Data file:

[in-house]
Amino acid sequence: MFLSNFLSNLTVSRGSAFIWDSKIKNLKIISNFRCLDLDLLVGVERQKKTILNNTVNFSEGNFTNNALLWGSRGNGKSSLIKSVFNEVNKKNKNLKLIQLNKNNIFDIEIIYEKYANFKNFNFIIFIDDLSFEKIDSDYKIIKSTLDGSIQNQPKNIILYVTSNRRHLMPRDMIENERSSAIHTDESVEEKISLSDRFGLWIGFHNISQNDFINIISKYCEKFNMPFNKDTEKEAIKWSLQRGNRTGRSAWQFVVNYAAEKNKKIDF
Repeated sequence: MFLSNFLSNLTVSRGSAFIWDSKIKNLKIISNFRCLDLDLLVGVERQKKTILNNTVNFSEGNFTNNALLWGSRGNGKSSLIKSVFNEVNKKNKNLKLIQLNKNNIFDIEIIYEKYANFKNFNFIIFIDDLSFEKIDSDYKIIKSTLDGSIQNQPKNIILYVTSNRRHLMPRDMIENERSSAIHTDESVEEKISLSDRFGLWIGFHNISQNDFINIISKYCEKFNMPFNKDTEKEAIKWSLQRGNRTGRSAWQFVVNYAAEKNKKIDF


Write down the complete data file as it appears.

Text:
[in-house]
Amino acid sequence: MFLSNFLSNLTVSRGSAFIWDSKIKNLKIISNFRCLDLDLLVGVERQKKTILNNTVNFSEGNFTNNALLWGSRGNGKSSLIKSVFNEVNKKNKNLKLIQLNKNNIFDIEIIYEKYANFKNFNFIIFIDDLSFEKIDSDYKIIKSTLDGSIQNQPKNIILYVTSNRRHLMPRDMIENERSSAIHTDESVEEKISLSDRFGLWIGFHNISQNDFINIISKYCEKFNMPFNKDTEKEAIKWSLQRGNRTGRSAWQFVVNYAAEKNKKIDF
Repeated sequence: MFLSNFLSNLTVSRGSAFIWDSKIKNLKIISNFRCLDLDLLVGVERQKKTILNNTVNFSEGNFTNNALLWGSRGNGKSSLIKSVFNEVNKKNKNLKLIQLNKNNIFDIEIIYEKYANFKNFNFIIFIDDLSFEKIDSDYKIIKSTLDGSIQNQPKNIILYVTSNRRHLMPRDMIENERSSAIHTDESVEEKISLSDRFGLWIGFHNISQNDFINIISKYCEKFNMPFNKDTEKEAIKWSLQRGNRTGRSAWQFVVNYAAEKNKKIDF